Gordon Linoff has been a self-starter in many ways. To name a few, he, along with Michael Berry, founded Data Miners Inc. in 1998. Gordon was also one of the first experts who SAS looked to in the 1990s to start the ever-popular SAS Business Knowledge Series. He has consulted for a wide range of companies including Bank of America, BT, The Limited, The New York Times, T-Mobile, The Teaching Company and Pfizer, and he has authored some of the most widely respected data mining books in the world.
In a couple of weeks, Gordon will be hosting a special breakfast during our annual users conference, Discovery Summit 2011 in Denver. I caught up with Gordon recently to discuss what cool new projects he's been working on lately.
How would you describe survival mining? Tell me about some of the interesting work that you’ve been doing in this area.
Data mining is the process of analyzing large amounts of data to solve real-world problems. Survival data mining is specifically applied to time-to-event problems. The classic example is trying to understand when customers will leave. The question is not whether or not a customer will eventually stop. The question is how long will the customer remain as a customer.
This simple example of using survival analysis for understanding customer retention has several direct uses. Customer profitability is related to two factors: how profitable is a customer per unit time times how long is a customer expected to stay? The second half of this equation is survival analysis. Another use is forecasting customer numbers in the future. Forecasts built from the bottom-up – using survival analysis – are more powerful than forecasts built from the top-down because you can more easily drill down to find the factors that influence the forecast.
And, customer retention is only one application. Since I started using survival data mining about 10 years ago, I see time-to-event problems everywhere. The question is not whether a customer will reactivate, but how long until the reactivation. The question is not whether or not a customer will make a purchase, but how long until the next purchase. What retailers call purchase velocity can be measured and visualized using survival data mining.
You’ve now authored many books, one of which is now in its third edition. Explain some of the new material that you cover in this edition that hasn’t been included in past. What are some of the key insights you want people to take away from this book?
Although inspired by the earlier two editions, Michael Berry and I rewrote all the chapters, added several new ones and combined some of the earlier ones. The book is still divided into three parts. The first few chapters are an overview of data mining and the data mining process, illustrated with stories based on what we've learned over the years. The bulk of the book is the techniques chapters, with a separate chapter for each major technique. The rest of the book puts data mining into the context of the business, with discussions on data, data warehousing and more case studies.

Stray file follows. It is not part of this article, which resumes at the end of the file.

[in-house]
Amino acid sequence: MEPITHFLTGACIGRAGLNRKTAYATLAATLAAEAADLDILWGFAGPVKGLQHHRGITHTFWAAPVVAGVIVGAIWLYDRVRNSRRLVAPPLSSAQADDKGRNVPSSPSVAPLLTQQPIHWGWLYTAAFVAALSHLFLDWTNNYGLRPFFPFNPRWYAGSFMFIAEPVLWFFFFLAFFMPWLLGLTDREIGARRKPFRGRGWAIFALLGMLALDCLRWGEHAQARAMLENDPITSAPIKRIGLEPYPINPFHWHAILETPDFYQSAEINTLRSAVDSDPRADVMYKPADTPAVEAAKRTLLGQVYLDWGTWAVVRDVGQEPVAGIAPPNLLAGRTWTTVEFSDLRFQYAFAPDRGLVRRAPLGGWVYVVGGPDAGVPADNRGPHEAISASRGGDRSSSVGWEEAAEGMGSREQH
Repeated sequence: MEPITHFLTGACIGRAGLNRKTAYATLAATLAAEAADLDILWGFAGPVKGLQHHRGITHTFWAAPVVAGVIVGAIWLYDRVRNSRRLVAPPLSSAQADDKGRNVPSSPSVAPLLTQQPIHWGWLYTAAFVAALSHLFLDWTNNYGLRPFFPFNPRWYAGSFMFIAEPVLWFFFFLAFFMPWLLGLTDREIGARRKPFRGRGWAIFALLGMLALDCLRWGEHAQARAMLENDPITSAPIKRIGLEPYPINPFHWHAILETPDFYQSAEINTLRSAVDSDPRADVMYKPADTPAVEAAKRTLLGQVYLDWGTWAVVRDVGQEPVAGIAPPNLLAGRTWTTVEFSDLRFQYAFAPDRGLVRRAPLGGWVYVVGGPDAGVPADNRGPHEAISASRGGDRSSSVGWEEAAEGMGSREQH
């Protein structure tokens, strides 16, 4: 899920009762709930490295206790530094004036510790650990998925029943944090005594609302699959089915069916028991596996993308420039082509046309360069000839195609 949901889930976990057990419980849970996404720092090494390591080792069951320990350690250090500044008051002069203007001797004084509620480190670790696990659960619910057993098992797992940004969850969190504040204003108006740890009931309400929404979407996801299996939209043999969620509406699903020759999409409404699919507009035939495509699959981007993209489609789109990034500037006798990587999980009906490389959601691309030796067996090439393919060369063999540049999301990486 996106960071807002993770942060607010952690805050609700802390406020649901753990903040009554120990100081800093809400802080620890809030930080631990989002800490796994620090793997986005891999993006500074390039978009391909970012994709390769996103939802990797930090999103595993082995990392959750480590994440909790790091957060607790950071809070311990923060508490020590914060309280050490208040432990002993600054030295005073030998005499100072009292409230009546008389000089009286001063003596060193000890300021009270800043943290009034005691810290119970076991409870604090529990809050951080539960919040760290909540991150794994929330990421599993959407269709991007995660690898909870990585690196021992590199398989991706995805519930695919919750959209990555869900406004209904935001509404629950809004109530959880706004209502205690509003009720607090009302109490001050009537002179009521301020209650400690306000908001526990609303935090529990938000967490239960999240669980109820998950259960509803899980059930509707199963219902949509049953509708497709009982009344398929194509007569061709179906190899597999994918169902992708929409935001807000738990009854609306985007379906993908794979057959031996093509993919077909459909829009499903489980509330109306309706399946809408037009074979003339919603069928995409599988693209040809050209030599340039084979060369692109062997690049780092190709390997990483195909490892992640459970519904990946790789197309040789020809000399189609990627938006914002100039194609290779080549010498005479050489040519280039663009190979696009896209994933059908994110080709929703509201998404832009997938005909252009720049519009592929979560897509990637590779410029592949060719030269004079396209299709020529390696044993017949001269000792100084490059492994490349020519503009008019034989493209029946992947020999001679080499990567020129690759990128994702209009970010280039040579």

Perhaps the most interesting new chapter is the chapter on text mining, which includes a wonderful case study about successes that DirecTV has had using text mining. Another important new chapter covers principal components and singular value decomposition. This chapter was quite challenging to write, since our book emphasizes understanding the techniques over matrix algebra. Clustering is such an important family of techniques that we split the original chapter in two, adding much more discussion of techniques, such as expectation maximization clustering, hierarchical clustering and other clustering methods.
Longtime SAS users will recognize you as a crucial instructor for many years with the SAS Business Knowledge Series. What has been your favorite class to teach and why?
All my courses are my favorite. Michael and I actually helped found the Business Knowledge Series more than 10 years ago. SAS has had a long history of providing excellent training for its software. In the late 1990s, they decide to leverage the investment in training by bringing in outside experts to talk about different subjects, and we were the first trainers to offer such a course.
Your consulting works spans many industries (and many countries). What are you currently working on, and what has been most interesting to you about this project?
I work on a wide variety of projects. One of my projects is working with a large, content-providing website to encourage customers to become paying subscribers. This is challenging because the volume of data being gathered is so large.
I recently finished a small project outside the business area. FORGE is a program in New Jersey designed to help women parolees adjust to life outside prison – and to prevent recidivism. This allowed me to apply survival analysis to an interesting domain, where the purpose is to help people and prevent crime.
Some of my work is more on the "data" side more than on the "mining" side. For the past year, I have been working with the Lehman Brothers estate, helping to make sense of the data that describes the derivative transactions involved in the bankruptcy proceedings.